ATLANTA—Noting the second cause of death in patients with cancer is venous thromboembolism (VTE), global experts called on colleagues attending the 54th American Society of Hematology Annual Meeting and Exposition to help disseminate and implement the first International Good Clinical Practice Guidelines for the use of antithrombotics.
Developed by a working group of 24 global experts and evaluated by 45 independent experts and three patient representatives, the Good Clinical Practice Guidelines are designed to address the worldwide heterogeneity in managing patients with VTE, a “major public health priority,” noted Dominique Farge, MD, of the French Cancer Institute, Paris, which provided methodological support.
The working group reviewed all MEDLINE studies on cancer, VTE, pulmonary embolism, and anticoagulant drugs published from 1996 to 2011 in which primary study outcomes were VTE rates, major and minor bleeding, thrombocytopenia, and death.
Data from these studies were entered in evidence tables and validated. “High A, Moderate B, Low C, Very low D levels of evidence depended on study design, limitations, inconsistency, indirectness, imprecision and publication bias,” Dr. Farge reported.
Guidelines were classified as strong (Grade 1) or weak (Grade 2) based on GRADE appraisal grids. In the absence of scientific evidence, a consensus of the Working Group was defined as Best Clinical Practice.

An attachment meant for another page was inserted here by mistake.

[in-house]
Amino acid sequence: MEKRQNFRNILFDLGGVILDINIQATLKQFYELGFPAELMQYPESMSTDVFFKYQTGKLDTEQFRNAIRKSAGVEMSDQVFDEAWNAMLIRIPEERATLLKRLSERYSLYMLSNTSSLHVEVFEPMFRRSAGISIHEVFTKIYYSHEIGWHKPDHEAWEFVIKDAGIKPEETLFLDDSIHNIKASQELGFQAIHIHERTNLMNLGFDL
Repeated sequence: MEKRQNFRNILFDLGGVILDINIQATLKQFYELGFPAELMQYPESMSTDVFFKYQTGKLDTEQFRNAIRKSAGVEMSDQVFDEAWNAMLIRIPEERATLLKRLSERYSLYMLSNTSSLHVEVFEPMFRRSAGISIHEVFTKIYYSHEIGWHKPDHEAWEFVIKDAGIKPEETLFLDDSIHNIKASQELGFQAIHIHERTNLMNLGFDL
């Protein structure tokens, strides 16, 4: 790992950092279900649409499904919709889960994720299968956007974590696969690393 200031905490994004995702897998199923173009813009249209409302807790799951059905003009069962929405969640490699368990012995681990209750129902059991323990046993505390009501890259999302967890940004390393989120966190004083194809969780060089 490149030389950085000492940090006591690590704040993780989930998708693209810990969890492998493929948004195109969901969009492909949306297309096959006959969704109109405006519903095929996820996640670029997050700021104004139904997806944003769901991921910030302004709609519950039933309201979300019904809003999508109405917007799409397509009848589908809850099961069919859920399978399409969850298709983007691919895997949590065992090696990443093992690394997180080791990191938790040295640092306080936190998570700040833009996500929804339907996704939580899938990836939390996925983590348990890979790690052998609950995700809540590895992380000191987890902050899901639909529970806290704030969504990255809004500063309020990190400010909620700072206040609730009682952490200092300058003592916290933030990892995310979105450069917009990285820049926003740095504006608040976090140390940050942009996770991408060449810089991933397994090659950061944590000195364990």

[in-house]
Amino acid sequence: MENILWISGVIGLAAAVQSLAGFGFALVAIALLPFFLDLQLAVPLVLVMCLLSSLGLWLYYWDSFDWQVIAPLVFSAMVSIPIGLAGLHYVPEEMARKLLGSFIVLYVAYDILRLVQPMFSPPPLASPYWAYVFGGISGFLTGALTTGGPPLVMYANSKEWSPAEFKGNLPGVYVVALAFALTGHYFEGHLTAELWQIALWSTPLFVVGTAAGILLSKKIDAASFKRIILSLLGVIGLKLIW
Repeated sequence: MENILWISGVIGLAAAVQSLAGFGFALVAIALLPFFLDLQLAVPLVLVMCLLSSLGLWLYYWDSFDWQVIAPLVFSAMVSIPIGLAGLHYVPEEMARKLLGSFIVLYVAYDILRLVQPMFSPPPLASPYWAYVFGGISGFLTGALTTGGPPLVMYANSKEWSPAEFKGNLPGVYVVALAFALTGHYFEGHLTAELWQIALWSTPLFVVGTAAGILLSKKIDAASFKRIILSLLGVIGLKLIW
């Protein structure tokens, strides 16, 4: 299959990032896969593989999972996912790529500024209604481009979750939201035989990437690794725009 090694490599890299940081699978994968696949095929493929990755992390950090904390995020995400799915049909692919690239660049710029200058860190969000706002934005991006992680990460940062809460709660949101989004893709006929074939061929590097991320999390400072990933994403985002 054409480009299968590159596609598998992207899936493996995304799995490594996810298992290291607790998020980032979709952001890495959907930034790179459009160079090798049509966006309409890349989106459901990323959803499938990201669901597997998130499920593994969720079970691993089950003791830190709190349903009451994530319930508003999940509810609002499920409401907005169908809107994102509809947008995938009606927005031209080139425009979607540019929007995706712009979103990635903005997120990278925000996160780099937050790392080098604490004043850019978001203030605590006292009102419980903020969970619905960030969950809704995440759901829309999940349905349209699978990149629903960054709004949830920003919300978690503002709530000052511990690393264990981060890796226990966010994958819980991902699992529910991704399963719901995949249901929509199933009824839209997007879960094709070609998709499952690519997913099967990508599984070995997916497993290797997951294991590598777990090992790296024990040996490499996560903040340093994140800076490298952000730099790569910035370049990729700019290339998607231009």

Highlights of the guidelines, which focus on four specific areas for the use of antithrombotics in patients with cancer, include:
- For initial treatment of VTE, low molecular weight heparin (LMWH) is recommended.
- To prevent postoperative VTE, LMWH once a day or low-dose unfractionated heparin three times a day are recommended; anticoagulant drug prophylaxis should start 12 to 2 hours preoperatively and continued at least 7 to 10 days.
- In hospitalized patients with reduced mobility, prophylaxis with LMWH unfractionated heparin or fondaparinux is recommended.
- A brain tumor per se is not a contraindication to anticoagulant drug for established VTE, for which LMWH is preferred. LMWH or unfractionated heparin is recommended postoperatively to prevent VTE in neurosurgery cancer patients.